If you've never reviewed or submitted to the workshop, here's where you want to start. Reading this will save you a boatload of time.
Most of this is the hard work of Courtney, which I’ve left alone and simply separated from the other introductory post. Thanks, Courtney! The only thing I’ve added is the first two sections for readers and writers new to critique.
What I'm saying is you're about to have a much better life, and you owe it to Courtney.
1. One cool feature here is you can read other critiques of a story. See how other people do it, see how they handle it. I recommend reading several critiques before starting in yourself. Go back into the distant past, find an old story with lots of reviews, and take a look. You can learn a lot from reviews of other stories.
2. A good way to phrase changes is to start with “Consider.” “Consider how the story might change shape if you…” “Consider how the reality of your story might be better maintained if you omit…” It’s less demanding, less saying “The way you did it is wrong.”
3. If you’re new, try and talk about critiques in terms of opportunities. Where are the opportunities in the story that are missed, not exploited enough, or perhaps hidden beneath the surface of the story? Talking about a story in terms of its opportunities can be a great way to talk about someone’s piece.
1. Sit with it. Let it rest for a bit before you decide to make a change or not. Give yourself a little time to think about it. Go for a walk.
2. Rather than defending or explaining, listen to what someone says about your piece. They might be on the completely wrong track, but take that as a guide to what you might do to improve your story. How can you keep readers on the right track? What confusion caused someone to go the wrong way? People here are careful readers, and if they don't get it, a casual reader doesn't have a prayer. And you won't get the opportunity to explain things to a casual reader. It’s your job to write something readers will understand, and the space in which you do that is inside the story.
3. Remember, everyone is here to help you. They are trying to make your story as good as it can be. It’s very hard to take critique at first, and being a good listener and being willing to change will get you far.
Bobby Detrick’s “How to Review” thread brought out a lot of great tips, condensed by Courtney:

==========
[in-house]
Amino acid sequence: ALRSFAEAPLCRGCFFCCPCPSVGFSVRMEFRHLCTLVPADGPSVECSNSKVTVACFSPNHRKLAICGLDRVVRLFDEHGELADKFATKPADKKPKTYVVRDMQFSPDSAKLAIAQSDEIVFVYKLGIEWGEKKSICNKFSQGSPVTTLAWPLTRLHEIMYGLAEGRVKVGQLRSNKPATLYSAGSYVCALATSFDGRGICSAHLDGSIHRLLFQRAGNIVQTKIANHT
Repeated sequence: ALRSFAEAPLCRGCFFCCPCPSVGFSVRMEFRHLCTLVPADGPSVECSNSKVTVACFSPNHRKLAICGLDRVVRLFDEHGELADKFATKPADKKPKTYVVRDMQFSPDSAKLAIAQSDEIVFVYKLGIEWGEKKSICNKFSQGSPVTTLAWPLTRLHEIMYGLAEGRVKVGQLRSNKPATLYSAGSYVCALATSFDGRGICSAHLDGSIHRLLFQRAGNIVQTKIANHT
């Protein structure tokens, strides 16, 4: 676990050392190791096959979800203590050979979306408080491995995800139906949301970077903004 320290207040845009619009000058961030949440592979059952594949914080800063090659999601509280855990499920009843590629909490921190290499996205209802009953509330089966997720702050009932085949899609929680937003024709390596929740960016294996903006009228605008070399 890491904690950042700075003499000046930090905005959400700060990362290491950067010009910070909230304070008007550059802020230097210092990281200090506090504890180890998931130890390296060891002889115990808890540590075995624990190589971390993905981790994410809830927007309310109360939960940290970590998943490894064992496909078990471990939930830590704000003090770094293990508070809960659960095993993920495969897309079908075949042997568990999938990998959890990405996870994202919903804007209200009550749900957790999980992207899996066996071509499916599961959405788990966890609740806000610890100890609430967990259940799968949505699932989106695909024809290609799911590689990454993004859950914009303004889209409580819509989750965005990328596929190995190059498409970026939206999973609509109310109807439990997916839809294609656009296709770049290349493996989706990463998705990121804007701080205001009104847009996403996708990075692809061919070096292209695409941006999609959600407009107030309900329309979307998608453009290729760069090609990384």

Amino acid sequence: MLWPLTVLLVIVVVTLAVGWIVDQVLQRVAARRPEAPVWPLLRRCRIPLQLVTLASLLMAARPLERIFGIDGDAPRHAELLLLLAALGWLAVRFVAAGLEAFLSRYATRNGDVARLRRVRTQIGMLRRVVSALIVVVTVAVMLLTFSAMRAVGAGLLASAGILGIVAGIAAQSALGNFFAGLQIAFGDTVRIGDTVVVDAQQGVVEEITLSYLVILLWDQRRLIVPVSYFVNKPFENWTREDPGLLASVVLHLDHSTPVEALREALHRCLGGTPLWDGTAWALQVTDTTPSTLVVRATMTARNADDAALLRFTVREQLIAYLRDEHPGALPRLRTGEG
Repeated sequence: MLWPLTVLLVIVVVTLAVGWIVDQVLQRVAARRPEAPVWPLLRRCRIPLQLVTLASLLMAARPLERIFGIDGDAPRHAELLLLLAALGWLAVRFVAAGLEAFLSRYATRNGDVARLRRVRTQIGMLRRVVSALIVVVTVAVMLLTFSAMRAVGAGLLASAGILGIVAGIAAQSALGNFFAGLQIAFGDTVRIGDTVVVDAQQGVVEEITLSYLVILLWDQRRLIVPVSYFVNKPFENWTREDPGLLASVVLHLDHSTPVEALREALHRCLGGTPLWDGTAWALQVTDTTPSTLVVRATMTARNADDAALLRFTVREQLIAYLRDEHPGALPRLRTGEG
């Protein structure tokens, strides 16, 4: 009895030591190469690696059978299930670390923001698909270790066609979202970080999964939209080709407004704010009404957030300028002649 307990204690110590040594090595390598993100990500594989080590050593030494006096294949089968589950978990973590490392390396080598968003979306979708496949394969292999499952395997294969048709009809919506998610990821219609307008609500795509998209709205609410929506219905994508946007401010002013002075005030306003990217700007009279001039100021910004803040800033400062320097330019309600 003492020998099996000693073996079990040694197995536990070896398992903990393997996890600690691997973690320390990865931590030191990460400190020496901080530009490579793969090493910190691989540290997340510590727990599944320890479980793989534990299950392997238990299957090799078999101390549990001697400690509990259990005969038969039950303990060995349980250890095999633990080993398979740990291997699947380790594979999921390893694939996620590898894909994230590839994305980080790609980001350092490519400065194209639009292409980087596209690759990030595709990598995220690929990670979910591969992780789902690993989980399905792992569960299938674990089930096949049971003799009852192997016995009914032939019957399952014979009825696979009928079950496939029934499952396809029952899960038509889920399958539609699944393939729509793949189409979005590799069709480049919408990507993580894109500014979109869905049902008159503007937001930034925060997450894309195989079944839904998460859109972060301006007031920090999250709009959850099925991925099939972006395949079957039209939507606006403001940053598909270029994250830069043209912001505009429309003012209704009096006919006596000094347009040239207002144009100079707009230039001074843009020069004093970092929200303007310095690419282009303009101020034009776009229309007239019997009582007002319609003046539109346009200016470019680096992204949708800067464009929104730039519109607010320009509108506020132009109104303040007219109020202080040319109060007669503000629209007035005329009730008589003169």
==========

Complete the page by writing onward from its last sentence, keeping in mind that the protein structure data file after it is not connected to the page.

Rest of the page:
1. Hone in on weak spots. Writers are blinded by their craft and can rarely see for themselves what needs the most work. Bill Tucker does a great job of creating reviews based entirely on this premise.
2. jacks_username brought up a good point when he said that he doesn’t read other reviews before he posts his. It can sway your opinion or even make you second guess your opinions. Let your reviews stand on their own; it’s not important to match what everyone else said. We’re a community, not a cult. You don’t have to agree with everyone.
3. averydoll brings up rewriting and correcting grammar, which is something I constantly do. Don’t do it without explaining it. Don’t be hypercritical and say “I hate this sentence,” but if you think it falls flat/needs to be reworded/completely sucks, explain it and give the writer a concrete reason. Even though I know all of my grammar notes are correct, I always try to google it and give the writer a link to which they can refer when reading my notes so they know I’m not blowing smoke out of my ass.
4. Another great thing about submitting is that you can easily ask specific questions in your Author’s Agenda. When you’re reviewing, always check the Agenda and make sure you keep those questions in mind. Don’t forget to answer them. It’s vital to the writer that they know the answer or they wouldn’t have mentioned it.
5. One more tip from Bill Tucker: don’t be afraid to review something that’s been reviewed constantly. (Unless the writer has specifically stated that they don’t want any more reviews.) Sometimes, one comment can completely change the direction of a story for the better.
6. You need to find out how you can best serve the writer when you’re critiquing, and you don’t have to emulate any of the people mentioned here, but a lot of people agree that their best reviews have been from Howie, R. Moon, and Bill Tucker. Matt Attack does a good job, too. Look for their reviews in the Workshop sometime and see what we mean – you’ll get a good idea of what we want in our reviews if you see what they’re doing.
LBLs, or Line-By-Lines, are exactly that: a Word document with notes on lines throughout the story. Most of us do them by clicking the “review” tab and then highlighting what we want to annotate and clicking “new comment,” but you can also do it by adding comments after lines or words in a different color and font than the original text. They’re then saved with the notes and attached in the review. Don’t be afraid to do these— they can be the most helpful part of a review. Of course, they aren’t necessary. You can include all of your in-text notes in your review, or you can forgo them entirely. It’s entirely up to you and how you think you’ll best serve the writer.